Elections Canada requires the publishers of public opinion surveys during elections to publish some facts about the methodology, so readers can gauge how reliable the poll is, wrote Global Television News online April 28:
Anyone transmitting the results of a poll has to include the name of the sponsor and the company that did the poll, which will help readers determine if the poll is objective.
Readers should also have access to the date when the poll was conducted and the size of the sample that was consulted to test reliability.
Finally, organizations have to disclose the margin of error, one of the most important pieces of information, according to Robert MacDermid, a political science professor at York University.
If a poll says Jack Layton has 20 per cent of Canadians supporting him, but there is a margin of error of +/- 3 per cent, that means the support is actually between 23 and 17 per cent, he explained.
. . .
Polls aren’t the only way to gauge progress, according to MacDermid, who uses Layton’s recent rise in Quebec as an example.
“There are all sorts of evidence that people, especially in Quebec, are considering voting for Jack,” he said. “You’d report these other things; that he is spending all his time there; that 1000 people showed up at a rally; and that other political parties are attacking him.”
And polls aren’t the only way to determine how you want to vote, MacDermid says. Voters should consider the party platforms and what the leaders say about the issues that matter to the individual voter.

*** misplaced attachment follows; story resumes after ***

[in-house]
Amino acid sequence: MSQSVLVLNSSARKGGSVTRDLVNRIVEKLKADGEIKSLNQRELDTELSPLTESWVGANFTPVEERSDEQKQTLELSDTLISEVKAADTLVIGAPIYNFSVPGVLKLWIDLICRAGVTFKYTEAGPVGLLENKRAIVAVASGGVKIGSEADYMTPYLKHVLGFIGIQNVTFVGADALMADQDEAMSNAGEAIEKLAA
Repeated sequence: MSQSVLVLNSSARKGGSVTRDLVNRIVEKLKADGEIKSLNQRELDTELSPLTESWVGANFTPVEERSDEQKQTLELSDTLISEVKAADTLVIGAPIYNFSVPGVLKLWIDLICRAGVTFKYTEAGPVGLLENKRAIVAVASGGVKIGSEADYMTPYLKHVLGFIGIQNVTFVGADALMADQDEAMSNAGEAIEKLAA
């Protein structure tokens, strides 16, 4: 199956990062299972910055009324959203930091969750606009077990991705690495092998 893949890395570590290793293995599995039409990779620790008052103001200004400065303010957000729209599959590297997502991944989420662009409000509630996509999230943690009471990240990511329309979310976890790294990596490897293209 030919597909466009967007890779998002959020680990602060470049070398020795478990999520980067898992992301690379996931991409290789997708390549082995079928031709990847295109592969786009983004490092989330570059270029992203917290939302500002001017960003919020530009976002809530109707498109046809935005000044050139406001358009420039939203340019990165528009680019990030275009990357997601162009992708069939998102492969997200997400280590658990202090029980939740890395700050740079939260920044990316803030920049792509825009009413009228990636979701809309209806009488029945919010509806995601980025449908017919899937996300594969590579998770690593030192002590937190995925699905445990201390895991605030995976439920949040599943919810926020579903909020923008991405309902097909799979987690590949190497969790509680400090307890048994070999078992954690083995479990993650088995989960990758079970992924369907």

MacDermid was also in the media concerning his research on Toronto Mayor Rob Ford's election fundraising drives and the upcoming sale of the City of Toronto's waterfront assets; the The Globe and Mail covered the story April 29:
Mayor Rob Ford’s administration is preparing to hang a huge for-sale sign on the city’s waterfront real estate assets and is now in the process of auctioning off the first parcel – the new Corus Entertainment building, as well as the land it sits on at the foot of Jarvis Street, just south of Queen’s Quay East.
. . .
An influential Vaughan developer, who donated generously to Mayor Rob Ford's pre- and post-election fundraising drives, controls a long-term lease on the Port Lands' Hearn Generating Station, which has been proposed as a site for an NFL stadium by the mayor's brother Doug.
Developer Mario Cortellucci, together with various relatives and individuals who listed his company's premises on their donor forms, contributed $30,000 to the mayor's campaign, about half of which was raised following the election as part of a multi-candidate effort to eliminate campaign deficits. He also secured a private meeting with Rob Ford, according to scheduling documents released under access to information laws.
The figures, based on election contribution filings, were compiled by York University political scientist Robert MacDermid [Faculty of Liberal Arts & Professional Studies].
"The important point here is that when a councillor or mayor runs a deficit and wins, every person seeking influence crowds into the subsequent fundraising events," [said MacDermid].
While Cortellucci's development companies in the past have pledged hundreds of thousands of dollars in contributions to right-of-centre municipal and provincial candidates, MacDermid's analysis shows the 2010 race was his first serious foray into Toronto politics. In 2006, Cortellucci and another relative gave just $2,500 to Jane Pitfield's mayoral campaign. In 2010, he donated $4,000 and $2,000 to George Smitherman and Joe Pantalone respectively.
Posted by Elizabeth Monier-Williams, research communications officer, with files courtesy of YFile– York University’s daily e-bulletin.